Guest post by Kerry Thomas, Owner, Conquer the Chaos, LLC
Research shows that 80 percent of what we keep we never use. While businesses struggle to reduce costs and increase productivity, information continues to increase more rapidly than ever before. Ask 100 people, “If you had time, are there files in your office or on your computer you could comfortably toss?”, 99 of them will answer, “Yes,” but who starts the work day and says “Well, I don’t have anything better to do today. I think I’ll clean out the files!”
Although the computer was touted as the solution to the problem of managing information, it has often increased our ability to create a mess! When a business first switches from paper to electronic files, it seems like a streamlined solution — but as the number of electronic files increase, the ability to find them decreases — just as it did with paper files. The problem has not gone away — it just changed formats!
Now most businesses face two problems:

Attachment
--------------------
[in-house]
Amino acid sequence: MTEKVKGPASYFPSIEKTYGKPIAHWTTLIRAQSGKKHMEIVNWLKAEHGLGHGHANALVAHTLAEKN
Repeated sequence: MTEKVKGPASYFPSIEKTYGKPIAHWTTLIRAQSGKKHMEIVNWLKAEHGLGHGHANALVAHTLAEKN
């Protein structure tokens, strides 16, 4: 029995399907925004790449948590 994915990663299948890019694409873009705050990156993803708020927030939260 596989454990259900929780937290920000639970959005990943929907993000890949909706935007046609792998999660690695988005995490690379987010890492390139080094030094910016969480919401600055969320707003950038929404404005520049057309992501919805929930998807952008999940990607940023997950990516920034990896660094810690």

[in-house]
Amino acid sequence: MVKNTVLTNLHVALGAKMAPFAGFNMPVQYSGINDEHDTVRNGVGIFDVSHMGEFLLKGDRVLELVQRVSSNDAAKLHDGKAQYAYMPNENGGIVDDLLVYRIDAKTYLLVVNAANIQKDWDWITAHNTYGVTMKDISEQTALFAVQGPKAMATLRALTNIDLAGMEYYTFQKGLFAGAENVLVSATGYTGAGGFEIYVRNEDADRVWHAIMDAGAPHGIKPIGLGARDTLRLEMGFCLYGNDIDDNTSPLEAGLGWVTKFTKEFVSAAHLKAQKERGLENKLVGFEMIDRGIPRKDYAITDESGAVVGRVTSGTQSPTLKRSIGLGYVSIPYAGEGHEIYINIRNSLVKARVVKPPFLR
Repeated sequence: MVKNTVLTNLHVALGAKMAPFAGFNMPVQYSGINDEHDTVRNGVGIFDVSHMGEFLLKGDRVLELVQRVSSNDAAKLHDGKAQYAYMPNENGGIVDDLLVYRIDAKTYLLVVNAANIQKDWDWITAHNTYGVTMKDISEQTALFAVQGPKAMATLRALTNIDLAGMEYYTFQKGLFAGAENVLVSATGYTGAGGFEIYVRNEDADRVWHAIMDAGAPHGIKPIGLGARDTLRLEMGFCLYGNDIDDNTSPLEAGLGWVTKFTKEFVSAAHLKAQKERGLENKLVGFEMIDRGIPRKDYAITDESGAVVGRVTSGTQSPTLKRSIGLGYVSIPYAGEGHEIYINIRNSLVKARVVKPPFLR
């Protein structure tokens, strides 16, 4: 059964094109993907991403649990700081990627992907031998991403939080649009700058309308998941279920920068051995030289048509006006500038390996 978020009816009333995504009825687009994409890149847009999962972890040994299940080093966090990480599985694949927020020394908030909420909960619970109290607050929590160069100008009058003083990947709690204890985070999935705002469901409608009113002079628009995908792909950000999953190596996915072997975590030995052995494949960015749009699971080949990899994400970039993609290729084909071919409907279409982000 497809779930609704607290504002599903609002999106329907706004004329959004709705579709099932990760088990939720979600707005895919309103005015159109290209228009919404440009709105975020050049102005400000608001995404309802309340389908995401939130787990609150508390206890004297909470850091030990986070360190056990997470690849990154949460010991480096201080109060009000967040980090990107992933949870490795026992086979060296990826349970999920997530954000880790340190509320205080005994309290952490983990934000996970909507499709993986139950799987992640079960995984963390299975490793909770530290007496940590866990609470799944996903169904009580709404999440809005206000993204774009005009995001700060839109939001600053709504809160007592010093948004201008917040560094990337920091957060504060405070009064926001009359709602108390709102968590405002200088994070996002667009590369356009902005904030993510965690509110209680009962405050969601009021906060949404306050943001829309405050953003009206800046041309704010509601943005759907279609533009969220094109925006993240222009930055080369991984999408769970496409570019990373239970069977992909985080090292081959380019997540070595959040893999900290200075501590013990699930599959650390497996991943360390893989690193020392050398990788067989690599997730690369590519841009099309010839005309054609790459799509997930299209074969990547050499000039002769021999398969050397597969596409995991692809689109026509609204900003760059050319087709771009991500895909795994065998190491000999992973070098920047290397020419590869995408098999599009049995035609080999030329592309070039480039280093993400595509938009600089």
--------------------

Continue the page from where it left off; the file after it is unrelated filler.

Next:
1) How do you eliminate the existing unnecessary information
2) How can you prevent the problem from happening again?
Fortunately, solving the first problem is a major step in solving the second. The first step is to design and execute an office clean-out day where time is dedicated to systematically go through the office identifying files, supplies and equipment, which no longer support the goals of the business. Once the paper files are cleaned, the process is repeated with email and digital files. Trust me: carving out a day (or half a day) to do this will save more time in the future!
The solution to the second problem — managing information effectively to find what you need when you need it – is summarized by answering seven questions:
- What information do we need to keep?
- In what form? (Paper or electronic?)
- For how long?
- Who is responsible for filing it?
- Who needs access to it? (Permissions)
- How can they find it? (Naming conventions)
- How is it backed up? (The only thing between you and a disaster is time!)
Based on research, companies who implement these strategies can free an hour or two per day of employee’s time, and reduce paper usage by 20-80% (worth 15 cents/sheet of paper saved). While few businesses are prepared to go to “paperless,” moving toward an “almost paperless” environment will dramatically and quickly reduce costs and stress, increase productivity, and improve environmental responsibility.